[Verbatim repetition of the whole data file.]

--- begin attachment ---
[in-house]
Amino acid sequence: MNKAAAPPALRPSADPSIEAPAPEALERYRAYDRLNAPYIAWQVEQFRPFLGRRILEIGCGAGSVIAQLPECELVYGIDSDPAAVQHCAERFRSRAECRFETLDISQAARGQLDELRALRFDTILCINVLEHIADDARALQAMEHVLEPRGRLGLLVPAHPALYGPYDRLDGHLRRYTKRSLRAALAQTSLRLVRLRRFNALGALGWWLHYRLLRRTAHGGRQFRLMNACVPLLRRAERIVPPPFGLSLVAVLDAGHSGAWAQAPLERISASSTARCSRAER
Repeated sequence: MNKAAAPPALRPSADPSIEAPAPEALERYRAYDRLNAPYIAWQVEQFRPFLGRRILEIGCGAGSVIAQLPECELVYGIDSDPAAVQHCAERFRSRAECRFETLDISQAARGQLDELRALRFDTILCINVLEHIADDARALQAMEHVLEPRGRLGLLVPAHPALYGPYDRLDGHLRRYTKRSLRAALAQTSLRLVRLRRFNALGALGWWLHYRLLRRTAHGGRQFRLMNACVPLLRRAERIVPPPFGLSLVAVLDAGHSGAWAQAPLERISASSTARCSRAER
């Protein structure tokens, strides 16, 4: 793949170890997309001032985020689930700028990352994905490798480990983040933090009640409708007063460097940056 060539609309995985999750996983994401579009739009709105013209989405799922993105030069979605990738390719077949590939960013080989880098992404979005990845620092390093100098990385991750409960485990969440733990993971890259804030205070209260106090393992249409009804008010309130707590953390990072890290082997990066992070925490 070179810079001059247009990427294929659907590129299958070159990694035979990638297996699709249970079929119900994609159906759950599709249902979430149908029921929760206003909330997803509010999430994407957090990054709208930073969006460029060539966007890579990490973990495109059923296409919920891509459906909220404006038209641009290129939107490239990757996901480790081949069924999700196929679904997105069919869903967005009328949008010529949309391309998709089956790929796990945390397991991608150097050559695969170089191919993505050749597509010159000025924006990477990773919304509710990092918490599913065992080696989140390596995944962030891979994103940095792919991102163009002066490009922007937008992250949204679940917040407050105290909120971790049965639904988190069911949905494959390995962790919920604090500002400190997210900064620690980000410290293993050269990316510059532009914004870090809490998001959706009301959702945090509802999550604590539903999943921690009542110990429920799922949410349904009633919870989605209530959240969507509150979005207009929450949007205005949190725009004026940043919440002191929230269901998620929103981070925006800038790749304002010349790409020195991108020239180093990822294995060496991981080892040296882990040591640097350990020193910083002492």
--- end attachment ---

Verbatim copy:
[in-house]
Amino acid sequence: MNKAAAPPALRPSADPSIEAPAPEALERYRAYDRLNAPYIAWQVEQFRPFLGRRILEIGCGAGSVIAQLPECELVYGIDSDPAAVQHCAERFRSRAECRFETLDISQAARGQLDELRALRFDTILCINVLEHIADDARALQAMEHVLEPRGRLGLLVPAHPALYGPYDRLDGHLRRYTKRSLRAALAQTSLRLVRLRRFNALGALGWWLHYRLLRRTAHGGRQFRLMNACVPLLRRAERIVPPPFGLSLVAVLDAGHSGAWAQAPLERISASSTARCSRAER
Repeated sequence: MNKAAAPPALRPSADPSIEAPAPEALERYRAYDRLNAPYIAWQVEQFRPFLGRRILEIGCGAGSVIAQLPECELVYGIDSDPAAVQHCAERFRSRAECRFETLDISQAARGQLDELRALRFDTILCINVLEHIADDARALQAMEHVLEPRGRLGLLVPAHPALYGPYDRLDGHLRRYTKRSLRAALAQTSLRLVRLRRFNALGALGWWLHYRLLRRTAHGGRQFRLMNACVPLLRRAERIVPPPFGLSLVAVLDAGHSGAWAQAPLERISASSTARCSRAER
């Protein structure tokens, strides 16, 4: 793949170890997309001032985020689930700028990352994905490798480990983040933090009640409708007063460097940056 060539609309995985999750996983994401579009739009709105013209989405799922993105030069979605990738390719077949590939960013080989880098992404979005990845620092390093100098990385991750409960485990969440733990993971890259804030205070209260106090393992249409009804008010309130707590953390990072890290082997990066992070925490 070179810079001059247009990427294929659907590129299958070159990694035979990638297996699709249970079929119900994609159906759950599709249902979430149908029921929760206003909330997803509010999430994407957090990054709208930073969006460029060539966007890579990490973990495109059923296409919920891509459906909220404006038209641009290129939107490239990757996901480790081949069924999700196929679904997105069919869903967005009328949008010529949309391309998709089956790929796990945390397991991608150097050559695969170089191919993505050749597509010159000025924006990477990773919304509710990092918490599913065992080696989140390596995944962030891979994103940095792919991102163009002066490009922007937008992250949204679940917040407050105290909120971790049965639904988190069911949905494959390995962790919920604090500002400190997210900064620690980000410290293993050269990316510059532009914004870090809490998001959706009301959702945090509802999550604590539903999943921690009542110990429920799922949410349904009633919870989605209530959240969507509150979005207009929450949007205005949190725009004026940043919440002191929230269901998620929103981070925006800038790749304002010349790409020195991108020239180093990822294995060496991981080892040296882990040591640097350990020193910083002492």